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Thursday, July 28, 2011

Otterberg Cistercian Church

Like I said, the church is beautiful.  And it's left wide open for visitors to come in.  I picked up a pamphlet (in English - YAY!) on it's history... it's built in the shape of a latin cross (typical for that time period I think). 

It took almost a hundred years for the church to be built... from the mid 12th century to the mid 13th.  It used to be connected to a large monastery, but that was broken down and used for building supplies in the late 1500s when the monastery was abandoned after the Reformation.  (The last abbot and three monks refused to accept the reform of the church.) 

Otterberg was basically settled around the church.  There was a large reformed community that grew as reformed refugees from other countries sought homes in Germany.  But later a group of Catholics were "sponsored" to settle in the community (not sure what that means... but it sounds like the guy on the throne at the time sent them here) and for a time the two Christian communities *shared* the church... by building a wall inside the church to create two distinct sections.  (It's unclear from the pamphlet where the wall was built)

But as one could imagine, that wasn't working out so well... plus it probably looked funny :o)  So in 1979 they took it down and renovated the church.  And now both the Catholics and Protestants share nicely... with separate services instead of a wall.

First view of the front.

Standing near the alter in the front.

 Looking to the back of the church (where you enter).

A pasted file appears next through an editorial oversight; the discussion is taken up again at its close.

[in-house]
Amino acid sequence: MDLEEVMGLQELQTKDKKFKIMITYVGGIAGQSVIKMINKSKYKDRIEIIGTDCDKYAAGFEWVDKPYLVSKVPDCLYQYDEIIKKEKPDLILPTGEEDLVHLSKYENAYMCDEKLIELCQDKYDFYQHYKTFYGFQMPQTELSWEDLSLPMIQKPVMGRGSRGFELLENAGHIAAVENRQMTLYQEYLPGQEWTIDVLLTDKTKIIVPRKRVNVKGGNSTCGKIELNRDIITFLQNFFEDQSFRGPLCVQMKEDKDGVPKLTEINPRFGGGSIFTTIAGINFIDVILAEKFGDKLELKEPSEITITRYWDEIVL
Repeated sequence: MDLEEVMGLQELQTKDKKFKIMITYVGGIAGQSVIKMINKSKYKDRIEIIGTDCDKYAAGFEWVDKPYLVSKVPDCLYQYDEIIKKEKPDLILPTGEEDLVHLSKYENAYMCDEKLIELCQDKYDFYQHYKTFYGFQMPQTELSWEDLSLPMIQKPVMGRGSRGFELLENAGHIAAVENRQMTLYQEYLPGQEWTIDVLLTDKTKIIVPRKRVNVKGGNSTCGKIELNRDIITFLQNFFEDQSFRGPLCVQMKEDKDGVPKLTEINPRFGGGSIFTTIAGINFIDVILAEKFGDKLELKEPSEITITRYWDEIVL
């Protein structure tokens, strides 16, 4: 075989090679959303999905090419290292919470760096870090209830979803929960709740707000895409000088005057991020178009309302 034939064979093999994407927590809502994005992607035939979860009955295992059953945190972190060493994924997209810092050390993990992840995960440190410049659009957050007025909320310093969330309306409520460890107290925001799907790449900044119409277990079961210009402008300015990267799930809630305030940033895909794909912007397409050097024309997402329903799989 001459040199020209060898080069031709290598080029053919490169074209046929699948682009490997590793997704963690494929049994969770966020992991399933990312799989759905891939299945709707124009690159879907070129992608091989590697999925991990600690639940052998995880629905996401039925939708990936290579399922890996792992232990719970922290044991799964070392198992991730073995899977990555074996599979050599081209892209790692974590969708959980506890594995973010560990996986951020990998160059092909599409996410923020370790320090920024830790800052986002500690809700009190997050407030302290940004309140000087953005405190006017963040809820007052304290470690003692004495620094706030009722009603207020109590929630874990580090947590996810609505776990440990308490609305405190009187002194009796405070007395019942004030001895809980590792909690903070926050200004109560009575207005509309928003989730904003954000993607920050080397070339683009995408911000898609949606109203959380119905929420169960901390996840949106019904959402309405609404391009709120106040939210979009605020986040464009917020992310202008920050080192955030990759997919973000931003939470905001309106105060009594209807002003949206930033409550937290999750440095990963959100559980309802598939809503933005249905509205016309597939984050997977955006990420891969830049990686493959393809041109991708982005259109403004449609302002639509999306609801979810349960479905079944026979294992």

The girls were fantastic, as always.
They just played (yes, Sam's on the dirty floor ;o) ) while Jen helped me experiment with the different "creative controls" of my camera :o)  

So I guess it goes without saying that the place is amazing and feels so deliciously historic... it also goes without saying that I'm disappointed we can't go to church there.  We tried.  It wasn't *exactly* what we're looking for.  Rats.  We really wanted to follow Celeste's advice to go to a local German church, but it wouldn't really be what we wanted even if it weren't for the language barrier :o)  Oh well... there are plenty of English speaking churches in the area to check out.  But they certainly won't be as gorgeous as Otterberg! 


  1. Amazing! (esp. the pic with those two adorable girls ;)
    and just want to shout out HAPPY 4th ANNIVERSARY to out favorite couple outside the contiguous 48! We are proud of you both and so glad you have each other...love you so much

  2. wow - - history right there in your town! that pipe organ is probably amazing to hear (as well as to see)! weird to think that they had to retro-fit the electric lights into the church, but it looks like somebody worked pretty hard to make them look like they belong there. thanks for the tour - - and happy anniversary!

  3. Jessica,
    Thanks for posting these pics. My ancestor was married in this church before moving to the colony of Pennsyvania in the 1730s. My wife and I up to attend the Easter service there in 2012. Do you still have the copy of the brochure you mentioned? I'd love to get a copy of it. I am retired Air Force and currently work as a civil servant at Peterson AFB in Colorado. My email address is Jeffrey.Carson@Peterson.af.mil. Looks like you are enjoying Europe...Good for you! This is my first blog experience.


    Jeff and Denise Carson

  4. Hey Jeff! You are so very welcome! Wow, so cool that you have family roots you can trace so far back... and all the way to Otterberg! Have you ever been before? It's just lovely. I'll get my husband to help me scan the brochure and email it to you. Thanks for reading!

  5. Sorry for the delayed reply. I wasTDY this week. Thanks! Looking forward to seeing the brochure.

  6. Hey Jeff, do you have another email address that I can send you attachments to? I'm wondering if your gov addy won't allow them... I tried to email you a scan of the pamphlet and a few of my pictures but they kicked back to me. You can email me at thejesses@gmail.com.

  7. Thanks. Just shot you an email.

  8. Let me know when you try to send it--jeff